Google is a dream employer for many technologists, and it’s not just because of the high salaries or the plentiful in-office amenities. The search-engine giant offers the chance to work on cutting-edge projects that can potentially touch the lives of billions of people—more than sufficient reason for many technologists to apply for open positions.
But how much do entry-level roles at Google actually pay? For an answer, we can turn to levels.fyi, which crowdsources compensation data from multiple technology companies. No, crowdsourcing isn’t always the most scientific way of determining salaries—however, the levels.fyi compensation ranges generally tend to align with those presented by other sources, such as Glassdoor.
For the purposes of this study, we looked at entry-level software engineers, associate product managers, designers, managers, and data scientists. Here are the results:
As you might expect, Google’s entry-level compensation is competitive with other tech giants such as Amazon and Microsoft. It’s also superior to what you might find at many smaller companies with more limited budgets. In exchange for that level of compensation, Google generally expects its technologists to deliver superior results—especially these days, as the company is retrenching around a more “entrepreneurial” spirit.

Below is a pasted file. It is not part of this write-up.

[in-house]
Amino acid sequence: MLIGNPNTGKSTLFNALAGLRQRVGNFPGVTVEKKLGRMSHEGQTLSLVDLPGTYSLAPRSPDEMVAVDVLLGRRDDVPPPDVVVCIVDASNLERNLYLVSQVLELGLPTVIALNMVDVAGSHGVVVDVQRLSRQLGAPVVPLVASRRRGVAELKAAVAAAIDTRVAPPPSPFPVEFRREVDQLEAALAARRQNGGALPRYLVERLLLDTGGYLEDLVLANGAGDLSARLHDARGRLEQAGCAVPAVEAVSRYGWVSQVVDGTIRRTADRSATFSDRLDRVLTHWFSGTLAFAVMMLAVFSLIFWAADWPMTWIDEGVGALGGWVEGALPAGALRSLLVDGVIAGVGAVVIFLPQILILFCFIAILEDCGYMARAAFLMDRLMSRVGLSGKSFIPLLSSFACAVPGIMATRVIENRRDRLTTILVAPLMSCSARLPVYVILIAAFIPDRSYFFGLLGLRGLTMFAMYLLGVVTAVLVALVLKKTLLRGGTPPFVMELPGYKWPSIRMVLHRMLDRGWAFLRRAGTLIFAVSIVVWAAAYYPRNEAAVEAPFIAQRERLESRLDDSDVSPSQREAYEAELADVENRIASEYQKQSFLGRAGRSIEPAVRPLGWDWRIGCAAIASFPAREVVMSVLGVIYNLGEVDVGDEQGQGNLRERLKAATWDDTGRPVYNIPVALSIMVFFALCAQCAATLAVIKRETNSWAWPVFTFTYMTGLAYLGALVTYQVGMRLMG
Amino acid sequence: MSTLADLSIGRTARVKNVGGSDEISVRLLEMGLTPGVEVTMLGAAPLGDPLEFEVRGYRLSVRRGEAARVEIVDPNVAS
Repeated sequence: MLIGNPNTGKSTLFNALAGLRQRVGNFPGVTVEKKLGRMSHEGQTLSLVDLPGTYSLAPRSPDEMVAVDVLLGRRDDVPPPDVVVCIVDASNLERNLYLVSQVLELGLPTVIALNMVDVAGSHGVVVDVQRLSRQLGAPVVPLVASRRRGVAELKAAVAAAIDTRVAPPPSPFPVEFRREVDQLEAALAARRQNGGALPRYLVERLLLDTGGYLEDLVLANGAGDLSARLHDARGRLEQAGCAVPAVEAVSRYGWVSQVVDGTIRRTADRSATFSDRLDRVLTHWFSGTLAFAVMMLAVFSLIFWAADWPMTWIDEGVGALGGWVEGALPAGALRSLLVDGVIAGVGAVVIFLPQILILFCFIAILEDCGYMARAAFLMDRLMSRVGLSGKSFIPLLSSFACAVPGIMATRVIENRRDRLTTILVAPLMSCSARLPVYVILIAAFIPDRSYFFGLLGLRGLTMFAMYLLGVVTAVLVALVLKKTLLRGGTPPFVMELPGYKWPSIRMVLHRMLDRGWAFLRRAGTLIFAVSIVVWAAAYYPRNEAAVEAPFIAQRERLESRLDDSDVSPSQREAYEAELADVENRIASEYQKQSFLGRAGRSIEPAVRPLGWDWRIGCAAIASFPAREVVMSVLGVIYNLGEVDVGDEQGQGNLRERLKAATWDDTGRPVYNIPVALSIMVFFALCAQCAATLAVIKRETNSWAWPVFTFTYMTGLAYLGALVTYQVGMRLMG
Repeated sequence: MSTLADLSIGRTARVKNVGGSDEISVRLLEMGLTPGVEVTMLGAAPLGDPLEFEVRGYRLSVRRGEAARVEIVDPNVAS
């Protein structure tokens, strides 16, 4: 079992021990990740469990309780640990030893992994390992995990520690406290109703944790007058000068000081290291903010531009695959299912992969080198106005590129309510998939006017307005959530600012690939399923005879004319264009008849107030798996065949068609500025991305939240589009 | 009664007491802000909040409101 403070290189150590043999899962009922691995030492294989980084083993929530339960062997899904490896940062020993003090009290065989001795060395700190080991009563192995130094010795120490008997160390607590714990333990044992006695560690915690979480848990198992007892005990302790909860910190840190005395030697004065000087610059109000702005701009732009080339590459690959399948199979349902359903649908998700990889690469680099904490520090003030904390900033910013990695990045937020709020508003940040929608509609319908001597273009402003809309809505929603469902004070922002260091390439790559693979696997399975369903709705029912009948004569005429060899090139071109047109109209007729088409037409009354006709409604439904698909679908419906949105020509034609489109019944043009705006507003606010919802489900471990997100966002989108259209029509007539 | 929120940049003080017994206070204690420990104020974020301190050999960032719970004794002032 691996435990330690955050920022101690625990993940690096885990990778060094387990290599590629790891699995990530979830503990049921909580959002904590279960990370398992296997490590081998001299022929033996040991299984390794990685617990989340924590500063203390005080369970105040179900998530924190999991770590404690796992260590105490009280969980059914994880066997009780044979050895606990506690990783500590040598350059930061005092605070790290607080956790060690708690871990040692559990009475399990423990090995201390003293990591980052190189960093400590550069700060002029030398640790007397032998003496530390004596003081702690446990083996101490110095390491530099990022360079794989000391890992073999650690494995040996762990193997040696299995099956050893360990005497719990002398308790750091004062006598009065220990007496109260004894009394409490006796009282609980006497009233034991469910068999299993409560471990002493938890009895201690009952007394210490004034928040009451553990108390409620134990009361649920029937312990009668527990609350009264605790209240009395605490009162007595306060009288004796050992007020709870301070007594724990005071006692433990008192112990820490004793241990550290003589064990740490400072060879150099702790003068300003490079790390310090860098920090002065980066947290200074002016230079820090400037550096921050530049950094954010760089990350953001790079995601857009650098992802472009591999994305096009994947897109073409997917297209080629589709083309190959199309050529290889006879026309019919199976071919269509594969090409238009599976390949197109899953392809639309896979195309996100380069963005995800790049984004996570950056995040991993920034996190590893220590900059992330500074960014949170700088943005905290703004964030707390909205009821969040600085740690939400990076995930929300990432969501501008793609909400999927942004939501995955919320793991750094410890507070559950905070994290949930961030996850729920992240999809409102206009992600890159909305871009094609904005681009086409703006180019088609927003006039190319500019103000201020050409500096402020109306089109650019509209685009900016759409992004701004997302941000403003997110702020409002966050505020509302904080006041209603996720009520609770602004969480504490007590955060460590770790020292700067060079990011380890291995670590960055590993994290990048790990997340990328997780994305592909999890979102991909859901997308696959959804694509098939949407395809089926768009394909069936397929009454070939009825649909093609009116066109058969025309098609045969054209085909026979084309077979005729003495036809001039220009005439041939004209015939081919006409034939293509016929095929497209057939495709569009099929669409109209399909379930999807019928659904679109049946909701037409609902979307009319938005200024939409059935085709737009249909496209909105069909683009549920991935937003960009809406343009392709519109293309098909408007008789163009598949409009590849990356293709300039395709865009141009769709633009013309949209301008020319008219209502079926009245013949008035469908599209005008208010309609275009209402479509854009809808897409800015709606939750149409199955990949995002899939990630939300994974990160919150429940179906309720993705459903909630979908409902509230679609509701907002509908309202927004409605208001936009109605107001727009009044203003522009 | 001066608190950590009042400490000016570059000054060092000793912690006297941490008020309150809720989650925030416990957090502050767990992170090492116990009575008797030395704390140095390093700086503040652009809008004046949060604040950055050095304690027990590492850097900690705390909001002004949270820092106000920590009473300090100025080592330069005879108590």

In August, Google CEO Sundar Pichai launched a new initiative, dubbed “Simplicity Sprint,” to boost the company’s efficiency and focus. “It’s clear we are facing a challenging macro environment with more uncertainty ahead,” he told employees during an all-hands meeting last week, according to CNBC. “There are real concerns that our productivity as a whole is not where it needs to be for the head count we have.”
In theory, this initiative will make Google “more mission-focused, more focused on our products, more customer focused.” The company is also revamping its internal performance review system to give employees a better shot at advancement and career development. If you’re curious about Google’s interview process, the company offers a breakdown of that—be prepared for a rigorous process with a number of technical evaluations.